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A contemplation on the hymn, Ethve Ti-Anastasis (For the Resurrection), chanted on the Ninth Hour of Good Friday.
“For the resurrection of the dead who reposed in the faith of Christ, O Lord rest their souls.”
O my God and Saviour Jesus Christ, the Church has taught us that when we wake up early in the morning we remember your Holy Resurrection. The light that shines in the morning watch reminds us to look forward with happiness and joy for the resurrection of the dead and eternal life. And now even at the ninth hour when we behold Your Cross, watching you suffer, the Church still reminds us that after this long and dark tunnel, there is light; “… and they will condemn him to death; then they will hand him over to the Gentiles to be mocked and flogged and crucified; and on the third day he will be raised” (Mt. 20:18, 19).
Now we can hope: hope that with Your death on the cross You will give us life; hope that when a friend, a relative, a sister, a brother or a parent reposes, we are assured that they will rise in glory and eternal joy; hope that no matter the obstacles of life on this earth, all will be lost and forgotten once we come into Your light; hope that one day we will come and sit at Your bosom and find true rest. You said, “I am the resurrection and the life. Those who believe in me, even though they die, will live” (John 11:25). O Lord, help me today to overcome my weaknesses and my iniquities so that I may live in hope and grow in understanding through Your Holy Resurrection, which comes through the knowledge of Your Holy death.
As we chant the hymn “For the Resurrection” in the ninth hour of Good Friday, we begin the hymn by a rising tune, by which we are implored to rise with the Lord on the cross, yet still remembering His coming resurrection. The hymn is telling us to lift up our hearts to God and ask for forgiveness. It is telling us to let go and rise in reverence to meet our Lord in Paradise. Then from here the hymn takes us into the words of “the dead who reposed in the faith” with a sad, short, but continuous whirling tune, reminding us that the King is on the cross and that to rise we must die in Him. We are also given the opportunity to remember those who have reposed before us in the faith, to ask for their intercessions.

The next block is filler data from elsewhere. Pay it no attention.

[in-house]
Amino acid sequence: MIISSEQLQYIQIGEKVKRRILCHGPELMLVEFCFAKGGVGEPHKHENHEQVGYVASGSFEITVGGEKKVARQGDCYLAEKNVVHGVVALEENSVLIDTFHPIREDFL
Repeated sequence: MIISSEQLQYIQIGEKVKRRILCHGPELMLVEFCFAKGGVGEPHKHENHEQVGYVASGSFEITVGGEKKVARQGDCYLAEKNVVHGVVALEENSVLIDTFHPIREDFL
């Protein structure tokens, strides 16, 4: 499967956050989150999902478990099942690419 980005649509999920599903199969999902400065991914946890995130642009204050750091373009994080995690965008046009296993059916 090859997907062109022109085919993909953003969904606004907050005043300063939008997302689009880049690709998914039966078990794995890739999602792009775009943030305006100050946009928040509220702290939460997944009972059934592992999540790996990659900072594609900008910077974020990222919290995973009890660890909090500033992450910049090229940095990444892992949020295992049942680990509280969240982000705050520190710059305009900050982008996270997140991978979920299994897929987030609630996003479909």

Then, the hymn begins to elongate at the words “of Christ.” Here the hymn begins its long chant on the emphases on Christ, giving us the opportunity to meditate on our Father, our King, our Master and our Friend, longing to one day see Him forever, telling us “come to me and you will find rest.” Joyful are we to hear the words of Christ and to chant it with true lowliness and meekness. It is the word that must ring in our hearts forever. And finally we sing in a fast tune to end the introduction of the hymn, by chanting “O Lord rest their souls” not forgetting the theme and meaning of the words that were just chanted.
“I want to know Christ and the power of his resurrection and the sharing of his sufferings by becoming like him in his death” (Phil. 3:10).